If the Criminal Code of Canada’s ‘dangerous offender’ designation isn’t used where it should be, then a grave injustice is done to the victims of crime – and to society as a whole.
Nothing outrages me more than when I see a criminal get off with a slap on the wrist.
In this case, a man viciously assaults and nearly murders a homeless woman by lighting her on fire – and he doesn’t receive the ‘dangerous offender’ designation for his heinous actions.
The National Post had story on Aug. 30, about Leslie Black, who nearly murdered a homeless woman, Marlene Bird, in Prince Albert, Saskatchewan in 2014.
As per the story, Black viciously beat Bird, then set her on fire. She nearly died from her injuries, which were so severe that her legs had to be amputated and she has lost most of her eyesight.
The story also says Black pled guilty to attempted murder.
For his part, Black appears to be remorseful for his actions.
“I apologize for what I did,” he said. “I still can’t forgive myself.”
Also according the story, Black says he is not a violent person and wants to get the help he needs to succeed in life.
“I’m usually a happy-go-lucky guy.”
His lawyer made the comment in court that, while Black’s actions were violent, it doesn’t mean that he would violently offend again.
And the judge in this case has decided that Black should not receive the ‘violent offender’ designation.
As for Bird, she said in letters that she can’t do anything on her own, even simple things like picking a blueberry or going to the bathroom.
She also fears going into Prince Albert. The story ends with the testimony of a psychologist and a psychiatrist:
“One psychologist testified Black is not necessarily at a high risk to reoffend if he gets intensive, long-term therapy. But another psychiatrist testified that officials can’t presume to understand Black and what he’s capable of given what he did to Bird even though he had no history of violence.”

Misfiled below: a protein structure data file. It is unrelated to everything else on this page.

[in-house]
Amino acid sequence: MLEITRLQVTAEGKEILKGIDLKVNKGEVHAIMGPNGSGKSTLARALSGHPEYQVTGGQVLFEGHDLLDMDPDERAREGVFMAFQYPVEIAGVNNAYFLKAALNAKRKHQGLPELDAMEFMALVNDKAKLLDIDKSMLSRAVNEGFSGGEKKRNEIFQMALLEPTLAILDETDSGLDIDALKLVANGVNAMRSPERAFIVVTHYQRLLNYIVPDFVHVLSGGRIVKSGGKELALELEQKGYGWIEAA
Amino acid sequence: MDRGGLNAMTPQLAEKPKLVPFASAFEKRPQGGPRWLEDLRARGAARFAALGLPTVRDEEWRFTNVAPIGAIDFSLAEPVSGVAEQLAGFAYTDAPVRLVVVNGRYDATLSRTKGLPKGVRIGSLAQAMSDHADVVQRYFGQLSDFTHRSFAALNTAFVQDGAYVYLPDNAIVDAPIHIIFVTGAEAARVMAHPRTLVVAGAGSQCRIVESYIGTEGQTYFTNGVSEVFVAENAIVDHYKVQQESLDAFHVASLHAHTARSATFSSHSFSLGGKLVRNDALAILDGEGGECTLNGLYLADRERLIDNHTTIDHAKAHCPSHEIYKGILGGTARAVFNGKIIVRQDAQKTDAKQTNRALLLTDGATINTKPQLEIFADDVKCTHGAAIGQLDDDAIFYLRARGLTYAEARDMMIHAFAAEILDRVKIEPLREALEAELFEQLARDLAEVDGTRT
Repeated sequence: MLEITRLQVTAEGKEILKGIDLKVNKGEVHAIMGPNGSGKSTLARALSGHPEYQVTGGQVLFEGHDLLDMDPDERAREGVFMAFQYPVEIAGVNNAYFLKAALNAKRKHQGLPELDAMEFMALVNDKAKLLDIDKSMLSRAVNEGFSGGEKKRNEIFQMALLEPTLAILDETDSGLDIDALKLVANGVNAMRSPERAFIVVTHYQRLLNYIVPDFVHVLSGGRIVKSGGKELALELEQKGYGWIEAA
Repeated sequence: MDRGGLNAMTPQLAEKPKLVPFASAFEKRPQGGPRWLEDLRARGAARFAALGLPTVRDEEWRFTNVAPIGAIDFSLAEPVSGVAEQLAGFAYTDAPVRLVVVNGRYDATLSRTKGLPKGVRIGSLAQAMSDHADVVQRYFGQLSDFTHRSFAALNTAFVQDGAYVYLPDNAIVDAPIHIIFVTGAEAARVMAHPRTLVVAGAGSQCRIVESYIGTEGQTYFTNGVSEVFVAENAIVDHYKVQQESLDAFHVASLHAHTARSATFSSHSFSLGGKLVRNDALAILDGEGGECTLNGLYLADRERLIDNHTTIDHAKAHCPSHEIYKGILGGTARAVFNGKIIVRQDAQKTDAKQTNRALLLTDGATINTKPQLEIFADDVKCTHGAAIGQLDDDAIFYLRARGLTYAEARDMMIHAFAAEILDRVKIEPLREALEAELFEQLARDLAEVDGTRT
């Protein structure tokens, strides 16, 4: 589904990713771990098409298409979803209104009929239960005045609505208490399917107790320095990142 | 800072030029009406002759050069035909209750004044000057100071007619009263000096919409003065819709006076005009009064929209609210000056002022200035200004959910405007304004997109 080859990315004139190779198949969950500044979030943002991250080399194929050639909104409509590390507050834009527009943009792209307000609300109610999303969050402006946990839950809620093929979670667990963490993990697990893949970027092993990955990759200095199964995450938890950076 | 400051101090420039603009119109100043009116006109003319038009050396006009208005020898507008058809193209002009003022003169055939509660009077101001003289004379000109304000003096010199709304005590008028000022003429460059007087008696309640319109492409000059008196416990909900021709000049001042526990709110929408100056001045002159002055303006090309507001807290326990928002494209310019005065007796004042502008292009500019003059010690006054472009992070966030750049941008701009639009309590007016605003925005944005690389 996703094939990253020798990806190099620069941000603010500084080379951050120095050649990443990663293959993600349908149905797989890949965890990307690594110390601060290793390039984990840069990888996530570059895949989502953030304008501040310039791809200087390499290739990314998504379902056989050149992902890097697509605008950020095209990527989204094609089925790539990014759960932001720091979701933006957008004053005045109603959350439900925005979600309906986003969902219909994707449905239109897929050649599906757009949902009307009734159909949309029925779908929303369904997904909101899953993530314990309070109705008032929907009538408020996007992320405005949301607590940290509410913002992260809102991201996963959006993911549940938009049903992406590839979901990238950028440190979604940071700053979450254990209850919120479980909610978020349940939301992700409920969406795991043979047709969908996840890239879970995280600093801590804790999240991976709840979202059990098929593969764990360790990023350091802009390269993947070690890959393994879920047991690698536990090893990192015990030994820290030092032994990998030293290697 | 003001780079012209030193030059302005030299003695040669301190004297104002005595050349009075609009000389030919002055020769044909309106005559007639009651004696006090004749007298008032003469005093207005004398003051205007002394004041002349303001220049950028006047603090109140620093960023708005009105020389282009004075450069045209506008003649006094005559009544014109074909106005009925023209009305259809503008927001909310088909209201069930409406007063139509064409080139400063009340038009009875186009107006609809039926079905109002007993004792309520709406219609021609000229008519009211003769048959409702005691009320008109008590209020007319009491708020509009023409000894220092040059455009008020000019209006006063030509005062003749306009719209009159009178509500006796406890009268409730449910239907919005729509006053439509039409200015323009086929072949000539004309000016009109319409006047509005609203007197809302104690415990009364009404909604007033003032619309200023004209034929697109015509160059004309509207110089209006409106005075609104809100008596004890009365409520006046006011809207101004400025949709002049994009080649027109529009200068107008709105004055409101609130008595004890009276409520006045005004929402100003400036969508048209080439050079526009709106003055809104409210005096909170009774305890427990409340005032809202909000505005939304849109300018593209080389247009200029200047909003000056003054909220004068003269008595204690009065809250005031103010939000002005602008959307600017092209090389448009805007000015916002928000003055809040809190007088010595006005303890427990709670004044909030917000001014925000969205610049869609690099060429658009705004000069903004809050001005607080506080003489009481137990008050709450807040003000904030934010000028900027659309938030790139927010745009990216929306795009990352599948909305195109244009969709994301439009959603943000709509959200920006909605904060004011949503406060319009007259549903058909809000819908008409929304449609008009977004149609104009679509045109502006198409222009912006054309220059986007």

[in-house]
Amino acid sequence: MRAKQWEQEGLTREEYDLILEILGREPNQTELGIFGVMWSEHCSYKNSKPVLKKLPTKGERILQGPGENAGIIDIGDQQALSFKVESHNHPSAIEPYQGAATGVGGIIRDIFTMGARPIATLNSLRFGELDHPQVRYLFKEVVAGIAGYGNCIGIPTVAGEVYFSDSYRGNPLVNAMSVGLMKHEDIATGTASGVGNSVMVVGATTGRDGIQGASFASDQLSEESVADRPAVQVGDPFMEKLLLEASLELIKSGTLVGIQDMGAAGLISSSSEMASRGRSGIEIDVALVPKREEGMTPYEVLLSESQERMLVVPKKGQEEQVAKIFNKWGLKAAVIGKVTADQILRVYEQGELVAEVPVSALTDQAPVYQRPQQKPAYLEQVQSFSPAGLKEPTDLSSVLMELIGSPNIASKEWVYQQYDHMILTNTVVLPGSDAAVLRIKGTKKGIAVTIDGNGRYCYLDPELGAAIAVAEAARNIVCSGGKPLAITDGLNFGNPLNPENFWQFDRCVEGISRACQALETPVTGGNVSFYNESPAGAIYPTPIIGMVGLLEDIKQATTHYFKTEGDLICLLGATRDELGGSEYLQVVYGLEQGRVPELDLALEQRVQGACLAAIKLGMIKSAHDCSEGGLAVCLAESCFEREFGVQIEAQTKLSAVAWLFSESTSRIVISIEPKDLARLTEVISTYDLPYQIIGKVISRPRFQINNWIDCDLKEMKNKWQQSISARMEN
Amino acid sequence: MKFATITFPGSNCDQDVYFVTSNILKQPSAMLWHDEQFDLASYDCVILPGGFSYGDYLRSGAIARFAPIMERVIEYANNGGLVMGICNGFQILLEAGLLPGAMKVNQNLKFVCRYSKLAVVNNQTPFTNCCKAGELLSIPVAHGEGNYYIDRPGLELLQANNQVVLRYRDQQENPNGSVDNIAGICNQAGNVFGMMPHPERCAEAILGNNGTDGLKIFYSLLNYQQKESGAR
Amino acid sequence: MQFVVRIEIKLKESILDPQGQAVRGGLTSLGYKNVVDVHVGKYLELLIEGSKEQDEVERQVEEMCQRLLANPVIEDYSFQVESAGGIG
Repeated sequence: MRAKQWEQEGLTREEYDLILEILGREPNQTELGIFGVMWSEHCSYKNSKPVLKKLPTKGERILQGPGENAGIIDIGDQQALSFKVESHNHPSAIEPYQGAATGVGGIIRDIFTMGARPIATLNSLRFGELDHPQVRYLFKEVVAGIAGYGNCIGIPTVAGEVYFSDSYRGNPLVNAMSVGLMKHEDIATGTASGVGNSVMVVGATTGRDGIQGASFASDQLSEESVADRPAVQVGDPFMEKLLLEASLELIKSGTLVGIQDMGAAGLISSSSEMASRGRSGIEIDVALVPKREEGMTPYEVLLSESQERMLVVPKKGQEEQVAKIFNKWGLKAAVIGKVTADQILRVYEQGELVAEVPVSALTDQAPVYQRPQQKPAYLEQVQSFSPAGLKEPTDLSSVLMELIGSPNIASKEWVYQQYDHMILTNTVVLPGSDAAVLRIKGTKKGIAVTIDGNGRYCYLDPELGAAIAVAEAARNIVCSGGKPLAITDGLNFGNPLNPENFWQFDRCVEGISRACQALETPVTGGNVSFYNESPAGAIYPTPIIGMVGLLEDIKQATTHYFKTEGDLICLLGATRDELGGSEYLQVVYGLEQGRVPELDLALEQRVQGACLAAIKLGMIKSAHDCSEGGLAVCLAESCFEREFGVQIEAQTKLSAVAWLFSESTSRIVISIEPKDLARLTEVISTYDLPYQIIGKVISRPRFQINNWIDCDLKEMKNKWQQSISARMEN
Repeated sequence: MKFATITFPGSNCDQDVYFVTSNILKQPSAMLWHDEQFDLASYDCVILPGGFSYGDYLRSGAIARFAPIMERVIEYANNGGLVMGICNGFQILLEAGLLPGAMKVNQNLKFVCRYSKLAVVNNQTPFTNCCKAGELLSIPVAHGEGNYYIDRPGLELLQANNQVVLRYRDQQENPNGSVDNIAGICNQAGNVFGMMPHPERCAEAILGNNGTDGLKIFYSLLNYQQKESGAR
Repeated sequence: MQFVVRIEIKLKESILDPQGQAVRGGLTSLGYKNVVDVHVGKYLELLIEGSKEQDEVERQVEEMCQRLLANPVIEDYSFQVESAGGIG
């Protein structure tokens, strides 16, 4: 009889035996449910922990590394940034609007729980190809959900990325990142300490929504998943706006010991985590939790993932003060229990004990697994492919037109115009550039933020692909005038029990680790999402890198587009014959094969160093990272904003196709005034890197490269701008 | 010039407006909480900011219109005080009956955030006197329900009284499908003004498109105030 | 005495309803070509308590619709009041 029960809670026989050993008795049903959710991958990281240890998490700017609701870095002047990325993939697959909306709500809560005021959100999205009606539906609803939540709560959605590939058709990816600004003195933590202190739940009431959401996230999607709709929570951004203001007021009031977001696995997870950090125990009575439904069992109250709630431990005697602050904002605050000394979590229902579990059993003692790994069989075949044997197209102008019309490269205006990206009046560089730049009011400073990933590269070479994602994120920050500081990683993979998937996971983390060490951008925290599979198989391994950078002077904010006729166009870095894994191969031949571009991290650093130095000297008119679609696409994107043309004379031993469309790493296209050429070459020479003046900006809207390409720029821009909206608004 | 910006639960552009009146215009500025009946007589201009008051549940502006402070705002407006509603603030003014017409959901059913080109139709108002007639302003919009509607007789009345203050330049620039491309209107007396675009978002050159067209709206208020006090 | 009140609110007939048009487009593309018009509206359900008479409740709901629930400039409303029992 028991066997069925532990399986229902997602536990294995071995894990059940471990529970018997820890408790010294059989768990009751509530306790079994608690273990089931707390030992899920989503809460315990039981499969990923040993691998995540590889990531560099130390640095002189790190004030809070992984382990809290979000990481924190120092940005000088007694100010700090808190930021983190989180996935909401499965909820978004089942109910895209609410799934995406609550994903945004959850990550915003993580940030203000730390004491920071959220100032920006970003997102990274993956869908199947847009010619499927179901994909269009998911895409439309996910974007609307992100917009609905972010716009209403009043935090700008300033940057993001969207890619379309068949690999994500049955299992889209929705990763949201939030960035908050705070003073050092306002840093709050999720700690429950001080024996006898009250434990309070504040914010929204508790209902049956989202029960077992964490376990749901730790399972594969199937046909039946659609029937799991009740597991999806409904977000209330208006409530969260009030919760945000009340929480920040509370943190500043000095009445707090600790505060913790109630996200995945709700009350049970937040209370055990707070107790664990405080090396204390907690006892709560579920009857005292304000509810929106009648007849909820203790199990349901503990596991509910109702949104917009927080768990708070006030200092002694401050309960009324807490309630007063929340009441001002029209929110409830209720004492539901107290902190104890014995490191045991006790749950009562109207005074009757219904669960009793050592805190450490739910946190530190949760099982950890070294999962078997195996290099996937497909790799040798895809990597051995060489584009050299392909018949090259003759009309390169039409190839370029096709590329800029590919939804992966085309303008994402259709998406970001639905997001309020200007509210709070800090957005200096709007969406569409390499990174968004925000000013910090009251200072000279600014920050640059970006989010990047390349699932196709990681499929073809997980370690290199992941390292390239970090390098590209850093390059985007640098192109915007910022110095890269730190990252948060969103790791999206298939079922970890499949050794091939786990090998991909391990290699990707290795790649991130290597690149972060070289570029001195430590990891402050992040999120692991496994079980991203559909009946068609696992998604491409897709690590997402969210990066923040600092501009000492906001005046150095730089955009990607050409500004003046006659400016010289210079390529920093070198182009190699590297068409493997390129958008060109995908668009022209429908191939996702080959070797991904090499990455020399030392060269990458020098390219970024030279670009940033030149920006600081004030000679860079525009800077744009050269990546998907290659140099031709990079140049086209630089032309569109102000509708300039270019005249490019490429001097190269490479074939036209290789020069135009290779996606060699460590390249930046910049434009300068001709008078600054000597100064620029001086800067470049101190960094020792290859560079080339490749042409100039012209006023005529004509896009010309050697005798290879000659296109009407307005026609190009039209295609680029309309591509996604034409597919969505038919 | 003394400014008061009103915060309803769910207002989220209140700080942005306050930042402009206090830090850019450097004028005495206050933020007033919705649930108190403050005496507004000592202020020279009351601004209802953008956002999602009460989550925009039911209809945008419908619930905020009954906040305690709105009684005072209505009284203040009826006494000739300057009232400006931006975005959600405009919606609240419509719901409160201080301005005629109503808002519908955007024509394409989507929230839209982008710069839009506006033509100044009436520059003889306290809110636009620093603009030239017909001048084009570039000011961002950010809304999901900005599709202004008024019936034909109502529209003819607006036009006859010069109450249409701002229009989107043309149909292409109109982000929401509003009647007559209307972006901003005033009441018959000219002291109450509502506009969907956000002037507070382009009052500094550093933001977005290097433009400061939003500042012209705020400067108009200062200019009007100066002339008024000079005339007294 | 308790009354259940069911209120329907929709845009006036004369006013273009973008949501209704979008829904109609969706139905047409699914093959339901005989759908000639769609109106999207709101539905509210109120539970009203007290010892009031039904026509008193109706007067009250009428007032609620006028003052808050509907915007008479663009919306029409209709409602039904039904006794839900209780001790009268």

Here is what Public Safety Canada has to say, as an overview, of the ‘Dangerous Offender’ designation on their website:
“The Dangerous Offender provisions of the Criminal Code are intended to protect all Canadians from the most dangerous violent and sexual predators in the country.
“Individuals convicted of these offences can be designated as a Dangerous Offender during sentencing if a sentencing court is satisfied that the offender constitutes a threat to the life, safety or physical or mental well-being of the public.
“Where an offender is designated by the court as a Dangerous Offender, the offender may be sentenced to an indeterminate sentence of imprisonment.”
I am not speaking for Bird regarding the outcome of this case.
However, homeless advocacy groups should be outraged by the decision not to impose the ‘dangerous offender’ designation in Black’s case. This is a grave miscarriage of the justice system.
What happened to her was an atrocity, heinous in the extreme. How can Black’s lawyer and the psychologist say that he isn’t at risk of repeating his violent crime?
Realistically and honestly, they can’t say with an absolute guarantee that he won’t commit such an horrific act ever again. Moreover, the issue in an atricious, heinous crime like this is – trust.
No one who did what Black did can ever be trusted not to commit such violence ever again.
We’re not talking about a child pulling the prank of starting a mischief fire in a garbage can, or breaking a windowon private property. Rather, it’s the mental stablity of people like Black who should always be suspected – and should never, ever again be trusted once it’s broken, even if they are remorseful.
They forfeit their right to live as free citizens. Public safety society is always at risk if they are allowed to return to society.
If they’re released and commit the same or similar atrocity, then the justice system is brought into disrepute for its failure to uphold public safety. That’s absolutely unacceptable.
It’s always a hard task to balance the rights of the criminal against the rights of the victim(s) and the security of society. Justice and security must to be fair for all.
But given what I’ve read on the Public Safety Canada website, it’s time to abolish the ‘Dangerous Offender’ designation in the Criminal Code of
Canada and start from scratch, with an eye to making it far easier to impose that penalty in cases like Black’s.
Advocacy groups should push for this as well. Victims like Bird deserve assurance that the people who commit such acts of violence are never set free.